Peter combines in-depth professional experience in UK local and regional government with long-standing intellectual interest in the governance of local and regional development. Recently, he has been researching the funding, financing and governance of urban infrastructure and processes of policy and fiscal decentralisation.  

Peter is based in CURDS where he is a member of the multi-disciplinary i-BUILD (Infrastructure BUsiness models, valuation and Innovation for Local Delivery) Research Centre; a joint collaboration between Newcastle University, the University of Leeds and the University of Birmingham. i-BUILD focuses on infrastructure at the scale of towns and cities where infrastructure is most dense and where the interdependencies between infrastructures, economies, society and the environment are most profound. As localities in England assume new roles and responsibilities for infrastructure planning, and acquire new powers to raise funding and finance, new business models will be needed to support the effective delivery and management of infrastructure assets and systems.

Within i-BUILD, Peter has been critically analysing the regulation and governance arrangements for urban infrastructure funding and financing, with empirical case studies focusing on the UK's 'City Deals' and 'Devolution Deals'. Alongside Professor Andy Pike, Director of CURDS, and Professor John Tomaney, Bartlett School of Planning, University College London, he has examinined the funding, financing and governance of transport infrastructure in the London 'global city-region', and he is currently undertaking research into the new 'metro mayors' in England. In addition, Peter has led a study into how national and local public sector organisations manage and use property and land assets to realise financial, economic, social and environmental objectives. He played a leading role in the preparation of the 2015 i-BUILD Infrastructure Manifesto and Mid-term Review, and has contributed directly towards other I-BUILD projects on local infrastructure business models and system interdependencies. In 2016, he was part of the CURDS team that delivered an ESRC Impact Acceleration Project designed to strengthen the contribution of CURDS within policy debates on decentralisation within England, in which he was a co-author of the report 'Decentralisation: issues, principles and practice'.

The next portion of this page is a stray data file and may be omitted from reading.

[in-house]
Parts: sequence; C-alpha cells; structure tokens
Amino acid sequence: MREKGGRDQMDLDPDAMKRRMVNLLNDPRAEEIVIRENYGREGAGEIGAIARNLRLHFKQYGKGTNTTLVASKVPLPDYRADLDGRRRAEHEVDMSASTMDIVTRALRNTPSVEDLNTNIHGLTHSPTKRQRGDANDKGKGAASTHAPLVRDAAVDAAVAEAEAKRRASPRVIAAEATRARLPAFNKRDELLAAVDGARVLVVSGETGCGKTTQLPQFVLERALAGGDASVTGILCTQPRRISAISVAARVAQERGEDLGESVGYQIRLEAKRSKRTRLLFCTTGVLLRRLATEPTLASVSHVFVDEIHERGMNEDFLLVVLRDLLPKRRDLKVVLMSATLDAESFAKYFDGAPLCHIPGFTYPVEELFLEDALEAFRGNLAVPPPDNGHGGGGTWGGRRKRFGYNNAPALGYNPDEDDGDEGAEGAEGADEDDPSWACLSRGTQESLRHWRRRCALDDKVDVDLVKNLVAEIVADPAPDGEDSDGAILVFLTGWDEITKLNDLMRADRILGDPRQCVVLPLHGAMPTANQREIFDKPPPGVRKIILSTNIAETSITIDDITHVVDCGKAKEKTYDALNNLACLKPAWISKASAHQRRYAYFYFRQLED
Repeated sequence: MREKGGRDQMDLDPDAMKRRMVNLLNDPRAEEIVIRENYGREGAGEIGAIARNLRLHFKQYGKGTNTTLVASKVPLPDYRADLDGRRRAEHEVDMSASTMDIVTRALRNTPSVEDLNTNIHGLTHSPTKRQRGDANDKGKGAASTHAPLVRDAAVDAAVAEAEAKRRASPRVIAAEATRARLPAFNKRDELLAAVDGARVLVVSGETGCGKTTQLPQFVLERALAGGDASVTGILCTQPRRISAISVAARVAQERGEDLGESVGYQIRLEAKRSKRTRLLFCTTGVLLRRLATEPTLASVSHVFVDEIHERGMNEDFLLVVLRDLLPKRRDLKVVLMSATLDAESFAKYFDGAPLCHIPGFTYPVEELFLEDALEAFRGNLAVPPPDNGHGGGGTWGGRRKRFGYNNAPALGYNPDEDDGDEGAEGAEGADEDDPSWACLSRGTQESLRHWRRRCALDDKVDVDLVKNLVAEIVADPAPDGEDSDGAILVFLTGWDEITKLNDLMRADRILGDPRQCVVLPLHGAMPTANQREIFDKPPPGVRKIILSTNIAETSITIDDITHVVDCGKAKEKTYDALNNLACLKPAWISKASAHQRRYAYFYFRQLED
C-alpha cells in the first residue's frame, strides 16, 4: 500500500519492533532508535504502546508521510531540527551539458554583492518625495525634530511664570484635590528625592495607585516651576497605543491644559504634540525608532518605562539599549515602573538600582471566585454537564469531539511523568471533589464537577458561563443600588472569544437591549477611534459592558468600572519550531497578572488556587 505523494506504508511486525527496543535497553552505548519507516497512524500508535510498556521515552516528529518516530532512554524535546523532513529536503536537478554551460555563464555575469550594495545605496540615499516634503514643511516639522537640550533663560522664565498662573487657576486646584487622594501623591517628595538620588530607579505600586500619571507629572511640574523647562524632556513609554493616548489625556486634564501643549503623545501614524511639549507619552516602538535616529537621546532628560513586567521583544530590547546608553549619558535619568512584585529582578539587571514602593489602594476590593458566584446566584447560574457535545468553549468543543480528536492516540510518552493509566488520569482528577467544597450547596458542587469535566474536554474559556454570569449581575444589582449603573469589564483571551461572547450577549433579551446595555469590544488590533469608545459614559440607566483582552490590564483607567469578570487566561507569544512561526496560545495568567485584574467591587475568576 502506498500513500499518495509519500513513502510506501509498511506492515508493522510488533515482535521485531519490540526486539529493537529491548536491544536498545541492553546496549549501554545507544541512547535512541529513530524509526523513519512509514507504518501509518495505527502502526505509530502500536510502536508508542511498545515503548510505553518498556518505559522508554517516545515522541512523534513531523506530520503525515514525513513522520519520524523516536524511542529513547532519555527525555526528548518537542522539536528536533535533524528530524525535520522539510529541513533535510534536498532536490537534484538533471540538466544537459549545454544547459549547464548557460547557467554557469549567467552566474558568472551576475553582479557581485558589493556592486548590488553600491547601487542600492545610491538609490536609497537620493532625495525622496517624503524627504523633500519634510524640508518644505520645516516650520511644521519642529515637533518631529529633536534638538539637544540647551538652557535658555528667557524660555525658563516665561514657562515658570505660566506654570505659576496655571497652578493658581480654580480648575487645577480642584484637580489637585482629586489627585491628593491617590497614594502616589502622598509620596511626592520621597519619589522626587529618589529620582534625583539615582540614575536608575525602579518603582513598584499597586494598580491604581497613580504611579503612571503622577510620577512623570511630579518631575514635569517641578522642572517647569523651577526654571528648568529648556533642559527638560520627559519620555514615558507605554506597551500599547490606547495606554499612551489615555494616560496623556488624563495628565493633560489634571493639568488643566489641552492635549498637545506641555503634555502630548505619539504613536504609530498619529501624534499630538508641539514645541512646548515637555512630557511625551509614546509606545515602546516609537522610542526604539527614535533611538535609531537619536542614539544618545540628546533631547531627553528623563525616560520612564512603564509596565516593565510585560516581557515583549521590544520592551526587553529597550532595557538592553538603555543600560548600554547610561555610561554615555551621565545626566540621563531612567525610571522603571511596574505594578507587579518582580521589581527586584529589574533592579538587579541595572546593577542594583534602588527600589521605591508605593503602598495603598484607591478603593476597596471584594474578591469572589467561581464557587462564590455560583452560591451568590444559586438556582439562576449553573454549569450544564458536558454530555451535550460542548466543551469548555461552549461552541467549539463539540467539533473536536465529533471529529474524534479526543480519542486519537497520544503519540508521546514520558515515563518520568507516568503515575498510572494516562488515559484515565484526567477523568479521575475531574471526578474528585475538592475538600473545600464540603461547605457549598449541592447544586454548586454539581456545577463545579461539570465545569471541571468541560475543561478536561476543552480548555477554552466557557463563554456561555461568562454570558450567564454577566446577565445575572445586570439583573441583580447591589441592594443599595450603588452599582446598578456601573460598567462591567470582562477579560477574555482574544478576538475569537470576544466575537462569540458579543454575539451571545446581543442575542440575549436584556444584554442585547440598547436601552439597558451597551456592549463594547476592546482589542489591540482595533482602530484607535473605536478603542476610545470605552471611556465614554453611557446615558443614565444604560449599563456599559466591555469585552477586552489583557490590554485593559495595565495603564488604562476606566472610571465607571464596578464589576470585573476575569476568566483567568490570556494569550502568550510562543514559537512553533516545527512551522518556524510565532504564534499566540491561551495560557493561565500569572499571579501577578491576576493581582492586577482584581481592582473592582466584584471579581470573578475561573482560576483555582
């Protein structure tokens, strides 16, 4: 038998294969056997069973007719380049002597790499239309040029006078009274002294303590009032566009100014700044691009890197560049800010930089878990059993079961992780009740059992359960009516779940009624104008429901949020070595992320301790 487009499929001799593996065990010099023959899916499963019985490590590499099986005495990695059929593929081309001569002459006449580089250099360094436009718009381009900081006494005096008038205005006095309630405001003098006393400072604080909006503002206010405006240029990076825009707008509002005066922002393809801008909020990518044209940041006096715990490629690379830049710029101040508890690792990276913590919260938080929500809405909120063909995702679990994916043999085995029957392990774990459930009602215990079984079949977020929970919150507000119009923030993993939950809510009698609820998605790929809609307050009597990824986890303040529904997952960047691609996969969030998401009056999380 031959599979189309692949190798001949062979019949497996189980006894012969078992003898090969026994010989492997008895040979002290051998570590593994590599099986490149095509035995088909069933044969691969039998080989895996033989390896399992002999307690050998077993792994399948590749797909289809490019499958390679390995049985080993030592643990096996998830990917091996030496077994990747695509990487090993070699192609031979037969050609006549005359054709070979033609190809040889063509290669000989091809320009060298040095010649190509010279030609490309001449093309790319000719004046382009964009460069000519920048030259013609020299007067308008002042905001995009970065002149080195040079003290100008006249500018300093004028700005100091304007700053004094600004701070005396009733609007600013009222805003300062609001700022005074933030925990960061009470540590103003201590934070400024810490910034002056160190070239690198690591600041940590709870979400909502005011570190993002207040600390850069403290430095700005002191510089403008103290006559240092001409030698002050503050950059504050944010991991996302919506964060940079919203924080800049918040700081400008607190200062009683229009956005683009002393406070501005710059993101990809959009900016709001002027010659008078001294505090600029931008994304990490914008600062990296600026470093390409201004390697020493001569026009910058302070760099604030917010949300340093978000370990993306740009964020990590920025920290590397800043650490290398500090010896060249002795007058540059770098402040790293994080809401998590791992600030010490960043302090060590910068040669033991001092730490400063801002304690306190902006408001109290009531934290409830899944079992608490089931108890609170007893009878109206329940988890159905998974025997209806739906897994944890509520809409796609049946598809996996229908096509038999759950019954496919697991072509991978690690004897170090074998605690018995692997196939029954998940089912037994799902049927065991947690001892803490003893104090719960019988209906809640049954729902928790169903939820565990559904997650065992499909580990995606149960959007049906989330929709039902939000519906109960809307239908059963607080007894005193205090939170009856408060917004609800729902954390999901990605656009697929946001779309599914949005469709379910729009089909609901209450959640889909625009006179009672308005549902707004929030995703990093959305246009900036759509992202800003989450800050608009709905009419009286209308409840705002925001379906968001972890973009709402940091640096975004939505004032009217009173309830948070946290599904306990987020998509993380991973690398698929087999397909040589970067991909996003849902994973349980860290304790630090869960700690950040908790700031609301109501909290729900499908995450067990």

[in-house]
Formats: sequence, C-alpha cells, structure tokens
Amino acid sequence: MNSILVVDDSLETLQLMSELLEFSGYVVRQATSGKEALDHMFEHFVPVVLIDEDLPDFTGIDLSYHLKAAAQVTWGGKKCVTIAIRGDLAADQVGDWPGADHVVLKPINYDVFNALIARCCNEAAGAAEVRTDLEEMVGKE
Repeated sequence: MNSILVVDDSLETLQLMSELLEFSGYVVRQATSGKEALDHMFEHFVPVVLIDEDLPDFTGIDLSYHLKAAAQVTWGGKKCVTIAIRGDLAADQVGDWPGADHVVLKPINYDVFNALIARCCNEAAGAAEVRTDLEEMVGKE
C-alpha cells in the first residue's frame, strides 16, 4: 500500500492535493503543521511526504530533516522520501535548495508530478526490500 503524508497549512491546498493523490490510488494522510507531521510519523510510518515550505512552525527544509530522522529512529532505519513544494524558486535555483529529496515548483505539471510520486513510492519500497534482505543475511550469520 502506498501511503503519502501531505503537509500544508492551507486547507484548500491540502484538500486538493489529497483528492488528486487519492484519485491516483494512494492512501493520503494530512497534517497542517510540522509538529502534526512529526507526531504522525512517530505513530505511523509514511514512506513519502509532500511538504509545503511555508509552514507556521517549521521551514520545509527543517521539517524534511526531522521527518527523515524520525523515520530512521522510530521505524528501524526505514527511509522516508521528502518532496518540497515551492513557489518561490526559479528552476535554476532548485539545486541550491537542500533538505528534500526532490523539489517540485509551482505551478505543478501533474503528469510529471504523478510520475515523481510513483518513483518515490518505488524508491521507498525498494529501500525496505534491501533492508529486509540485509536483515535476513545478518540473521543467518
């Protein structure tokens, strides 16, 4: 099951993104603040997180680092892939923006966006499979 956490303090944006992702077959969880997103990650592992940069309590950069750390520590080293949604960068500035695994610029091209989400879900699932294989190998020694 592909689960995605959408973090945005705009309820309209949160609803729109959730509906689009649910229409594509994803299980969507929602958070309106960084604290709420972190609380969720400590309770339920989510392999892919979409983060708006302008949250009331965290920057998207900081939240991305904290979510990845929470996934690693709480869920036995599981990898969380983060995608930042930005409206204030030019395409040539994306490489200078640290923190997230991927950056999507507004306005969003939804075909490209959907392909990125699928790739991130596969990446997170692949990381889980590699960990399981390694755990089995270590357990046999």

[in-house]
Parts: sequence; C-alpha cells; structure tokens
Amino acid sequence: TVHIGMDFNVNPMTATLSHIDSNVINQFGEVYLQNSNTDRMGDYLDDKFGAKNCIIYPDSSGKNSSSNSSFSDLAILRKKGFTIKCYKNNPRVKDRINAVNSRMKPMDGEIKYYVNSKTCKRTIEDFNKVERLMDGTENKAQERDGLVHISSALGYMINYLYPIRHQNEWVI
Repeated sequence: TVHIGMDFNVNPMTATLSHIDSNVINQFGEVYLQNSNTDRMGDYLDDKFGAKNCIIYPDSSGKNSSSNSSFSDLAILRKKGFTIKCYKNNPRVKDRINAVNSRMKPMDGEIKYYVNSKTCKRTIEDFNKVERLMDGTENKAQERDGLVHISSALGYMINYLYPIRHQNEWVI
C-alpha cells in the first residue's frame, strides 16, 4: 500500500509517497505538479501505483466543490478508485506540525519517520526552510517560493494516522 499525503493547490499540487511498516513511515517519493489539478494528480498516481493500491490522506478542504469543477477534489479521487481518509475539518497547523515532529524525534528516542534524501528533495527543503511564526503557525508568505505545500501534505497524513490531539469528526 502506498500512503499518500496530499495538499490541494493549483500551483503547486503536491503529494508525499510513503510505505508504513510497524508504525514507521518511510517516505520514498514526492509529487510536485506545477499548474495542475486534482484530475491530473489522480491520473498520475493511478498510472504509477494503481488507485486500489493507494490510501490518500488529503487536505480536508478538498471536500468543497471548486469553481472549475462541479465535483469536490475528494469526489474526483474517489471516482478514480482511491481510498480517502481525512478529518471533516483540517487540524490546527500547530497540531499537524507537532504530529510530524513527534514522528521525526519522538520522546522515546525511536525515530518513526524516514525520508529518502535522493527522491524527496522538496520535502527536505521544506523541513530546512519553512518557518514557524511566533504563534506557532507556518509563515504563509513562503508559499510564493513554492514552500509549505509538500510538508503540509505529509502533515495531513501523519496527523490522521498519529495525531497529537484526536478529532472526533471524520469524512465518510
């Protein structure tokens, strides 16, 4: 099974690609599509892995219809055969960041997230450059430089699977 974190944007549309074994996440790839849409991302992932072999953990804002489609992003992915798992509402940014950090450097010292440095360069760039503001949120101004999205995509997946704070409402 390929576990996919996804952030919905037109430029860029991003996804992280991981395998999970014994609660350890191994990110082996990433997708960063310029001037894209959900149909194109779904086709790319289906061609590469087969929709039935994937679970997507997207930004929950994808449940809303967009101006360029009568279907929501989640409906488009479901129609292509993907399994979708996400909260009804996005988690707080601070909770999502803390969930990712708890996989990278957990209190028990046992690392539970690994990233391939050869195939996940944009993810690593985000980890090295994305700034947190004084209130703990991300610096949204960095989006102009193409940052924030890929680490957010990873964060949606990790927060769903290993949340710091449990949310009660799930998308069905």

Since joining CURDS in October 2013, Peter has led the preparation of CURDS' written evidence submissions to a number of Parliamentary inquiries, including: 'Fiscal Decentralisation in England; 'Devolution in the UK - Post Scottish Referendum'; 'Cities and Local Government Devolution Bill'; '100% Business Rates Retention'; and 'The Northern Powerhouse and Midlands Engine'. He also produced iBUILD's response to the UK National Infrastructure Commission's (NIC) call for evidence on 'Connecting Northern Cities' and 'London's Transport Infrastructure', and CURDS' responses to government consultations on 'The Governance and Structure of the NIC', 'Future governance of the Public Works Loans Board' and 'Industrial Strategy Green Paper'. In 2014, Peter contributed towards the RSA City Growth Commission, and provided input into the RSA Commission on Inclusive Growth. He is also a member of the Resolution Foundation Cities Expert Steering Group.